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I have a cube of particles which I've projected onto a 2D grid, Projecting the particles onto the grid by a clouds in cells and weighting them by a scalar.

I would then like the gradient of the scalar at every grid point. In 2D I am doing this using np.gradient and I get two arrays with the gradient in the x and y directions:

gradx, grady = np.gradient(grid)

Does anyone have any idea how I can generalize this to 3 Dimensions? The Clouds in Cells in 3D is fine but I am then left with a grid with the shape (700, 700, 700).

As far as I can see np.gradient can't deal with this?

Thanks, Daniel

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Does this question help: stackoverflow.com/questions/12082148/calculating-gradient-in-3d ? –  Akroy Oct 30 '12 at 15:04

1 Answer 1

up vote 1 down vote accepted

The Numpy documentation indicates that gradient works for any dimensions:

numpy.gradient(f, *varargs)

Return the gradient of an N-dimensional array.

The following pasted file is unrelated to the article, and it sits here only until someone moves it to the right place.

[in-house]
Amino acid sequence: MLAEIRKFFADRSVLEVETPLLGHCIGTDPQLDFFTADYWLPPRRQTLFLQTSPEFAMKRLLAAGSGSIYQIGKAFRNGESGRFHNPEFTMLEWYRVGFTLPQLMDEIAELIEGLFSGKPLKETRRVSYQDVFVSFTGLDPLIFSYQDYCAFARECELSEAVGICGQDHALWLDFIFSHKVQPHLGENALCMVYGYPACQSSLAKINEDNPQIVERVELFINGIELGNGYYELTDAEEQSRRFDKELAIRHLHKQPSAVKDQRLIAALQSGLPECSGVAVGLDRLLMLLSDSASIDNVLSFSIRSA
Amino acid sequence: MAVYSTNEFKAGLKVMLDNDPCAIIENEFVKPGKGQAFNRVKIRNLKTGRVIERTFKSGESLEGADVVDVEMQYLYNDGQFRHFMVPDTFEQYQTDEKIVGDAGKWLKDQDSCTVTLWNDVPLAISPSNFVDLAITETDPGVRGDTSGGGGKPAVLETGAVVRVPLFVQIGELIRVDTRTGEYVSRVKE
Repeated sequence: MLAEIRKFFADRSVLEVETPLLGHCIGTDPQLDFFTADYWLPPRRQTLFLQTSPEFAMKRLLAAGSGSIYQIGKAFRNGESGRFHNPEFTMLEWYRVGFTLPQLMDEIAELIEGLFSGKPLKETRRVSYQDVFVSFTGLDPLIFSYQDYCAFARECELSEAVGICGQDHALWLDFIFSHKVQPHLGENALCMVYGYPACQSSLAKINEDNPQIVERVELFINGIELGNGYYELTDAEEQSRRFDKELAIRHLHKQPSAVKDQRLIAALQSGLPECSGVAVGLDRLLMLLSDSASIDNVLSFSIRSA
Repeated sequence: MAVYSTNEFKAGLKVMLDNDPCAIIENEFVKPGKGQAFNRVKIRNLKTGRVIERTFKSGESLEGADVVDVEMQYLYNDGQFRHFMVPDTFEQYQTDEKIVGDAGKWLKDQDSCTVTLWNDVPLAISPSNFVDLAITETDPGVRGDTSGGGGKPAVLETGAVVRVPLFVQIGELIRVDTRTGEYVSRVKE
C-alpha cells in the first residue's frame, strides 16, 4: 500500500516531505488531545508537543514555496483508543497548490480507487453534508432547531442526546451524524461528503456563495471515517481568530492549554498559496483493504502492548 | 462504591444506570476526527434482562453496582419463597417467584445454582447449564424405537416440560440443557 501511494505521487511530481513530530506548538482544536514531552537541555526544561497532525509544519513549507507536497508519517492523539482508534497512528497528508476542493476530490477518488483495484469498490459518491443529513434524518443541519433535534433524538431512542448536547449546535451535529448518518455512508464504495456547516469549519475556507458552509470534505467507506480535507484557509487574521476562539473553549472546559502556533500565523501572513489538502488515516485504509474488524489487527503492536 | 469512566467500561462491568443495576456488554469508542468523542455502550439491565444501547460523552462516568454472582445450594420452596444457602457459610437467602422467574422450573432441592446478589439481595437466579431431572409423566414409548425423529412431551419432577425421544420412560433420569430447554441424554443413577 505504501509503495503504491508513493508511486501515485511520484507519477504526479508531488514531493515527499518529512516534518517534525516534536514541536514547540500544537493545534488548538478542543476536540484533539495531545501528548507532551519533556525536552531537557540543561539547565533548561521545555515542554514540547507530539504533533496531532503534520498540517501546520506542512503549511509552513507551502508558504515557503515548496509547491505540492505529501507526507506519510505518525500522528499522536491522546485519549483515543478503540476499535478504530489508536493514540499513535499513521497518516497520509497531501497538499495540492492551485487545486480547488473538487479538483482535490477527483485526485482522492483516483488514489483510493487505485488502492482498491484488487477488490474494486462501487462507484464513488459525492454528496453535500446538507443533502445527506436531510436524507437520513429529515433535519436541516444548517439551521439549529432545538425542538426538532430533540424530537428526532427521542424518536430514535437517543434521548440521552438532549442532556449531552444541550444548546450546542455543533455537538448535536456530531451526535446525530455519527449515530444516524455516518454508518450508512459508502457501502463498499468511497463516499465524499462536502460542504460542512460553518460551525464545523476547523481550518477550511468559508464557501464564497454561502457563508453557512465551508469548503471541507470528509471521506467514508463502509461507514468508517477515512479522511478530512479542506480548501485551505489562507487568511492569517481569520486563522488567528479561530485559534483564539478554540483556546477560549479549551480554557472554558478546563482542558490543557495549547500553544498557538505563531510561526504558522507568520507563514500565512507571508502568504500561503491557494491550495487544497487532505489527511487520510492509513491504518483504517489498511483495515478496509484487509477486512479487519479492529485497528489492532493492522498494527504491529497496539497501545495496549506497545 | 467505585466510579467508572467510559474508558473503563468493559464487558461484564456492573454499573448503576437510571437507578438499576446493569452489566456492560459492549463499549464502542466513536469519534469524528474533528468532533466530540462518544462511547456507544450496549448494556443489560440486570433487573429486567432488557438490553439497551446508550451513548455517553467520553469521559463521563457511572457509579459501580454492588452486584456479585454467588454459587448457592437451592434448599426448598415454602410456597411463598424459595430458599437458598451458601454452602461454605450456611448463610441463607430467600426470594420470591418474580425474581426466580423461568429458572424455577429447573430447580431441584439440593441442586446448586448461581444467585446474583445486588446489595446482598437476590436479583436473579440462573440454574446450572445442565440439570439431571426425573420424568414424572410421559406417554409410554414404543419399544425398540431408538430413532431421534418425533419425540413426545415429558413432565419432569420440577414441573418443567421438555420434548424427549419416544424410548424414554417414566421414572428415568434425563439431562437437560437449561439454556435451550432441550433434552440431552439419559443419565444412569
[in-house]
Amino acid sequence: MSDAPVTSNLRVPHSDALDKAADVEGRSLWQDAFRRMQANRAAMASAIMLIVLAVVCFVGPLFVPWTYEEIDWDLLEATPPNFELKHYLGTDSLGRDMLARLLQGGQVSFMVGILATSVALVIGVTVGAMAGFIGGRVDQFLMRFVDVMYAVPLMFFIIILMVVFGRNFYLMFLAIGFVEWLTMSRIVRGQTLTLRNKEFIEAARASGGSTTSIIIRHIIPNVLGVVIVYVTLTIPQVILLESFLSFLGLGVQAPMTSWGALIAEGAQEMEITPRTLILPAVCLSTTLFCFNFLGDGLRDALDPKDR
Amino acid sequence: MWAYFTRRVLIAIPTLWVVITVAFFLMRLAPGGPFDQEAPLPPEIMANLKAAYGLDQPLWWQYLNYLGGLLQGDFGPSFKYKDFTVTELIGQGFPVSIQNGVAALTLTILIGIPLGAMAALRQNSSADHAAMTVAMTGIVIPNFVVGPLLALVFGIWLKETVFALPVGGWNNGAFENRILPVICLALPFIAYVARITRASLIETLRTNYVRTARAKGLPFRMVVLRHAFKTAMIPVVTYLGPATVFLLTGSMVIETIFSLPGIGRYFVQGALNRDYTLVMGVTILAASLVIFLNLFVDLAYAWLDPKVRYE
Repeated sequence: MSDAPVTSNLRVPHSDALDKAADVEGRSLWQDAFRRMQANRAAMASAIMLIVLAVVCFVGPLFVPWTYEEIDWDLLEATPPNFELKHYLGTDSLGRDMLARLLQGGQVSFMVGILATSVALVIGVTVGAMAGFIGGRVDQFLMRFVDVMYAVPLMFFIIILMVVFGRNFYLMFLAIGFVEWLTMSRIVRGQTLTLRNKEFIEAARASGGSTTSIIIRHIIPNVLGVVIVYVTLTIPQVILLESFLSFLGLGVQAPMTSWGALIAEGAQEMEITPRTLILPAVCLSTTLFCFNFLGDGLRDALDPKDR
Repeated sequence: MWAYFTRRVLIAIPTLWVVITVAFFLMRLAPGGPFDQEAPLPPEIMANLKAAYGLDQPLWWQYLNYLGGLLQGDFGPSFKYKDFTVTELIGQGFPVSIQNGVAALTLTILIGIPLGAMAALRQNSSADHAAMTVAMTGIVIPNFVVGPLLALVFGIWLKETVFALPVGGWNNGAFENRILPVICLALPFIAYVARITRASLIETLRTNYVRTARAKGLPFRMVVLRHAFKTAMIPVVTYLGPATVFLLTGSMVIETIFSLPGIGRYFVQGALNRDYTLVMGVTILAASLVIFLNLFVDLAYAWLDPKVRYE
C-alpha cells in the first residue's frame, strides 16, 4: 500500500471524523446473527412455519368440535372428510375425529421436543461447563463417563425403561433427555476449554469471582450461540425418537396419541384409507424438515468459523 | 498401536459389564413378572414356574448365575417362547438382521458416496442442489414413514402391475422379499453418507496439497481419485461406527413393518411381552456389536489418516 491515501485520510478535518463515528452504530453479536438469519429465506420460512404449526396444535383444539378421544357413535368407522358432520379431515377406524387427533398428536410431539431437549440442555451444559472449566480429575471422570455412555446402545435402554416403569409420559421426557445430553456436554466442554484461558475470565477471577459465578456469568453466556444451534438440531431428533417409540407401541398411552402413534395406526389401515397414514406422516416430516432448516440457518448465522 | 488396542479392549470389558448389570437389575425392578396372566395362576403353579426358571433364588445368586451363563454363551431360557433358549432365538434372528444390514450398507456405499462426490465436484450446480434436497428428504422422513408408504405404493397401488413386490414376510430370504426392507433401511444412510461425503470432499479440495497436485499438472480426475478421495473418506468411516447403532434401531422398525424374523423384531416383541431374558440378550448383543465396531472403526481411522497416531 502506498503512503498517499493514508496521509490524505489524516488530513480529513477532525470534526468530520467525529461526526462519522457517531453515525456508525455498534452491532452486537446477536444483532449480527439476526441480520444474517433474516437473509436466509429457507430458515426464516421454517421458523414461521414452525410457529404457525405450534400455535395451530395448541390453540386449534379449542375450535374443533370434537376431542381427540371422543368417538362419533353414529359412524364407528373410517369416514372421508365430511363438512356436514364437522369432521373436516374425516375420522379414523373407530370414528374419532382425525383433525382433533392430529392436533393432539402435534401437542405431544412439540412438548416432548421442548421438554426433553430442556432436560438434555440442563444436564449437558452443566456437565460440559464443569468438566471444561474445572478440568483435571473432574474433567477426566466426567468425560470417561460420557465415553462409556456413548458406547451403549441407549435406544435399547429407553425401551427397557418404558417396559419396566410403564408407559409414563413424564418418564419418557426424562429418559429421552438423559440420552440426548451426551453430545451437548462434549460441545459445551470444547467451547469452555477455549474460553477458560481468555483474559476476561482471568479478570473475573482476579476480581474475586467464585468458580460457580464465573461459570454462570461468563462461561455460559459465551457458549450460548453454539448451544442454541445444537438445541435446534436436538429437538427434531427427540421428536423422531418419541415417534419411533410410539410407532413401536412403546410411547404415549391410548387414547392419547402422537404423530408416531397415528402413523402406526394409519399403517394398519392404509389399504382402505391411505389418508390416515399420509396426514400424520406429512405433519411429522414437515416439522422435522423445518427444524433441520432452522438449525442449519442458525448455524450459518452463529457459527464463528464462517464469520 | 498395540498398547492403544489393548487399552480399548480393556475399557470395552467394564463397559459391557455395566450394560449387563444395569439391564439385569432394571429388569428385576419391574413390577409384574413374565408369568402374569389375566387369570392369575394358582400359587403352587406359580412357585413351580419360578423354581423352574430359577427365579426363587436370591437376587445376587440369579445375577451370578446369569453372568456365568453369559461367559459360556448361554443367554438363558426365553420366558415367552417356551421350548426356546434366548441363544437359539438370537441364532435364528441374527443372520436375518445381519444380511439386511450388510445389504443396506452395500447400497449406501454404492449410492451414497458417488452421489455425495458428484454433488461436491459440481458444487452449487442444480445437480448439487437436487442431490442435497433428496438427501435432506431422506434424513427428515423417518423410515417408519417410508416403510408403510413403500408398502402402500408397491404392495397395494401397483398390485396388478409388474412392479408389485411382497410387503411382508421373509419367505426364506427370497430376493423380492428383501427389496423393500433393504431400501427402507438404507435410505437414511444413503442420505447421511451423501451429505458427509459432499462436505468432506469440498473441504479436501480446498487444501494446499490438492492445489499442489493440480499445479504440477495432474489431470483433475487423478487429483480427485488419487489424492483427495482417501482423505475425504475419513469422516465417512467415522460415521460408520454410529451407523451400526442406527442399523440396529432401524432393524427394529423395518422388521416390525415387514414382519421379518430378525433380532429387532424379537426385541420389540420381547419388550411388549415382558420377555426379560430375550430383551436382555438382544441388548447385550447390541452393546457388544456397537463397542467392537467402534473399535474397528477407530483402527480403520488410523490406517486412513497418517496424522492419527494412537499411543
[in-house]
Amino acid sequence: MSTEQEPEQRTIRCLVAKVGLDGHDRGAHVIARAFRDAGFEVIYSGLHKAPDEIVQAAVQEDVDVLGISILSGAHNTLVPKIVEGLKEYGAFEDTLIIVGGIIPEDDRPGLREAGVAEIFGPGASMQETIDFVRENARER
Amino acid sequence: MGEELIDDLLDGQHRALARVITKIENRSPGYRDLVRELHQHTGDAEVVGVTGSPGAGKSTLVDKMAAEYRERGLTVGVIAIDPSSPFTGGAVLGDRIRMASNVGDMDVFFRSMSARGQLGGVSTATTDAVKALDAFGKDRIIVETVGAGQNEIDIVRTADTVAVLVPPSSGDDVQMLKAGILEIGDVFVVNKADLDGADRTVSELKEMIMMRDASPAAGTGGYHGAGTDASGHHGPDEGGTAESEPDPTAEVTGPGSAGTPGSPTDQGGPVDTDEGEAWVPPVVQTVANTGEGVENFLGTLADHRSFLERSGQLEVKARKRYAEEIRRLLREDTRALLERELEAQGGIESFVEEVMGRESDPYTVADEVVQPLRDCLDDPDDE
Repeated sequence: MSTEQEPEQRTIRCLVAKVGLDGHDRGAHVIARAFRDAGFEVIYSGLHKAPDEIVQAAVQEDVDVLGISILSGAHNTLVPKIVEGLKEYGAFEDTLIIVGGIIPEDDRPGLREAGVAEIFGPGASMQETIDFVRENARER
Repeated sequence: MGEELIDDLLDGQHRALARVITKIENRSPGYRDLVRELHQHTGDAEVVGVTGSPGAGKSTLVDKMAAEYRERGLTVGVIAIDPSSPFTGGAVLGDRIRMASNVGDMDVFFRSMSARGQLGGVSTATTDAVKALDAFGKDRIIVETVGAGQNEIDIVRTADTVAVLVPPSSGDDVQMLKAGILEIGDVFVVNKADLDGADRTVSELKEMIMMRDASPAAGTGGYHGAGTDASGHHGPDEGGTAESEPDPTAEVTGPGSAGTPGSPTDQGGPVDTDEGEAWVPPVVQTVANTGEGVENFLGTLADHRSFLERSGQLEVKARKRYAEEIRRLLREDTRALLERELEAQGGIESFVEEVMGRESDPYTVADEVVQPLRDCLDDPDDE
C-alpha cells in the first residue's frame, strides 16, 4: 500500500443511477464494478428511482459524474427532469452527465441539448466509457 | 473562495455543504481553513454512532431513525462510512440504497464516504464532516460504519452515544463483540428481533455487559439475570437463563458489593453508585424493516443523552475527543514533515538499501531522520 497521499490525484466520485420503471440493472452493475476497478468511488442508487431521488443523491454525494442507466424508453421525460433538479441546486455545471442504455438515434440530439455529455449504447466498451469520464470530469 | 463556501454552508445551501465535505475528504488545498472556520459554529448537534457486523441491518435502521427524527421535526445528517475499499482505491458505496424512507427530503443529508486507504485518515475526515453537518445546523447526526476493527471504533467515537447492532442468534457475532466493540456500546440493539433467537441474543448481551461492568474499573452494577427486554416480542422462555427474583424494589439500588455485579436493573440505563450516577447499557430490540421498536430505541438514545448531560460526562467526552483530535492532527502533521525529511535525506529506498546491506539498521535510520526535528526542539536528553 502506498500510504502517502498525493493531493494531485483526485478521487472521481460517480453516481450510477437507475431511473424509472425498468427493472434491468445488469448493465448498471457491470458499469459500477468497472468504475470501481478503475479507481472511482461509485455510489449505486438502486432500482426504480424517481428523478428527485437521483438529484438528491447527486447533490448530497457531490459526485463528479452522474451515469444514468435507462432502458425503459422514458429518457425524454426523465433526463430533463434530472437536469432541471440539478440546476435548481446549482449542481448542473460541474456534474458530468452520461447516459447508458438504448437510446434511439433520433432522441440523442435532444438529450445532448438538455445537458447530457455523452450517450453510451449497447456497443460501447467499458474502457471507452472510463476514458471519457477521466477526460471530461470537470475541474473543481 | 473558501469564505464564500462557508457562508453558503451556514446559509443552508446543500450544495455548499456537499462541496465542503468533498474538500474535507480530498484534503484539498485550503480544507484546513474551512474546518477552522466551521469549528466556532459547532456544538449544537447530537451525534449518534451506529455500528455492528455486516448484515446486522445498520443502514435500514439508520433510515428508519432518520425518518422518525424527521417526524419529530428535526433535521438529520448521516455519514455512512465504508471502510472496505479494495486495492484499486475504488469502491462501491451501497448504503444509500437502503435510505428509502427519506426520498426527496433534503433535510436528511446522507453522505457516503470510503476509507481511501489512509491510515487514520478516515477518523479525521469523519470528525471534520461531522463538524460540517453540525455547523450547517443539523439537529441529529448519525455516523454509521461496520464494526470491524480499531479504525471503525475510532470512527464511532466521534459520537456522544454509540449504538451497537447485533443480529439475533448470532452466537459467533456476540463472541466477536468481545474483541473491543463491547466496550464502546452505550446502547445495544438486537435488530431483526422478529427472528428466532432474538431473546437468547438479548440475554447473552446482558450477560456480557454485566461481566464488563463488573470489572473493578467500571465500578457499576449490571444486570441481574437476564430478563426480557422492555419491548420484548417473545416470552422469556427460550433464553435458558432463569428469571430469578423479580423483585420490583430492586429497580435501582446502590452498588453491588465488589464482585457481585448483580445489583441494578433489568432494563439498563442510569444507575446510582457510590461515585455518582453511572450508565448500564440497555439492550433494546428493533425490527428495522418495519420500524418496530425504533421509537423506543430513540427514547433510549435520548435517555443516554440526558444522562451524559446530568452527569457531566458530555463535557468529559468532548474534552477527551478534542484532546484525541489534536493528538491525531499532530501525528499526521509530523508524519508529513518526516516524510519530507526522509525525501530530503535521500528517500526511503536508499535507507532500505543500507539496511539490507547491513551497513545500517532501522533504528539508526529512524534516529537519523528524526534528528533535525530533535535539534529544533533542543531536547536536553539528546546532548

The gradient is computed using central differences in the interior and first differences at the boundaries. The returned gradient hence has the same shape as the input array.

Parameters :

f: array_like. An N-dimensional array containing samples of a scalar function.

*varargs: 0, 1, or N scalars specifying the sample distances in each direction, that is: dx, dy, dz, ... The default distance is 1.

Returns :

g: ndarray. N arrays of the same shape as f giving the derivative of f with respect to each dimension.

Seems like you should be able to extend your 2-dimensional code to 3D like you would expect.

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Apologies, yes it does seem to work, thanks for your help. –  user1785871 Oct 31 '12 at 7:42

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